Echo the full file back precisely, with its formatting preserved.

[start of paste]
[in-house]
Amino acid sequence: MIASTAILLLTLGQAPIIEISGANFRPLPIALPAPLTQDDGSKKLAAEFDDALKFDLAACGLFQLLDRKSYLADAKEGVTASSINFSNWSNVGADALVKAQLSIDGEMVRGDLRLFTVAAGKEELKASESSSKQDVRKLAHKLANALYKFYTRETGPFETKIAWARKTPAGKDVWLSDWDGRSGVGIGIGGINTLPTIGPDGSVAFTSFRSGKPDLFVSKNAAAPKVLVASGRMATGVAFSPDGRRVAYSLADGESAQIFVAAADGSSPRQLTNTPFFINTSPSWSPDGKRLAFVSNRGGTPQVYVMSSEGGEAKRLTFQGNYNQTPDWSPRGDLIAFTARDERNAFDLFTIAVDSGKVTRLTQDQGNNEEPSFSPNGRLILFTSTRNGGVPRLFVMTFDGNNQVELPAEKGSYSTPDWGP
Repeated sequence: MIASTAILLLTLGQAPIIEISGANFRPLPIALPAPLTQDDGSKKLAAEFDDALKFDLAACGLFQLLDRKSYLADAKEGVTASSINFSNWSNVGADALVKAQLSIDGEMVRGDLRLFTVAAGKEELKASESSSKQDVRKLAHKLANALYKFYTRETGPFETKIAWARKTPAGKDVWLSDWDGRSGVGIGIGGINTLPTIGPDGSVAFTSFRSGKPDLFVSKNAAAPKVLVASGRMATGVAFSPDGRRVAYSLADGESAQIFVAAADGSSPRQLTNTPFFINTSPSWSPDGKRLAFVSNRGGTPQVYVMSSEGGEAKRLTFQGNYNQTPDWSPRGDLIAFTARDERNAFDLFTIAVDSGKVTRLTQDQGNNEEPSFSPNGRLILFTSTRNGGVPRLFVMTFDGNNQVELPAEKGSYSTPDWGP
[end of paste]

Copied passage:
[in-house]
Amino acid sequence: MIASTAILLLTLGQAPIIEISGANFRPLPIALPAPLTQDDGSKKLAAEFDDALKFDLAACGLFQLLDRKSYLADAKEGVTASSINFSNWSNVGADALVKAQLSIDGEMVRGDLRLFTVAAGKEELKASESSSKQDVRKLAHKLANALYKFYTRETGPFETKIAWARKTPAGKDVWLSDWDGRSGVGIGIGGINTLPTIGPDGSVAFTSFRSGKPDLFVSKNAAAPKVLVASGRMATGVAFSPDGRRVAYSLADGESAQIFVAAADGSSPRQLTNTPFFINTSPSWSPDGKRLAFVSNRGGTPQVYVMSSEGGEAKRLTFQGNYNQTPDWSPRGDLIAFTARDERNAFDLFTIAVDSGKVTRLTQDQGNNEEPSFSPNGRLILFTSTRNGGVPRLFVMTFDGNNQVELPAEKGSYSTPDWGP
Repeated sequence: MIASTAILLLTLGQAPIIEISGANFRPLPIALPAPLTQDDGSKKLAAEFDDALKFDLAACGLFQLLDRKSYLADAKEGVTASSINFSNWSNVGADALVKAQLSIDGEMVRGDLRLFTVAAGKEELKASESSSKQDVRKLAHKLANALYKFYTRETGPFETKIAWARKTPAGKDVWLSDWDGRSGVGIGIGGINTLPTIGPDGSVAFTSFRSGKPDLFVSKNAAAPKVLVASGRMATGVAFSPDGRRVAYSLADGESAQIFVAAADGSSPRQLTNTPFFINTSPSWSPDGKRLAFVSNRGGTPQVYVMSSEGGEAKRLTFQGNYNQTPDWSPRGDLIAFTARDERNAFDLFTIAVDSGKVTRLTQDQGNNEEPSFSPNGRLILFTSTRNGGVPRLFVMTFDGNNQVELPAEKGSYSTPDWGP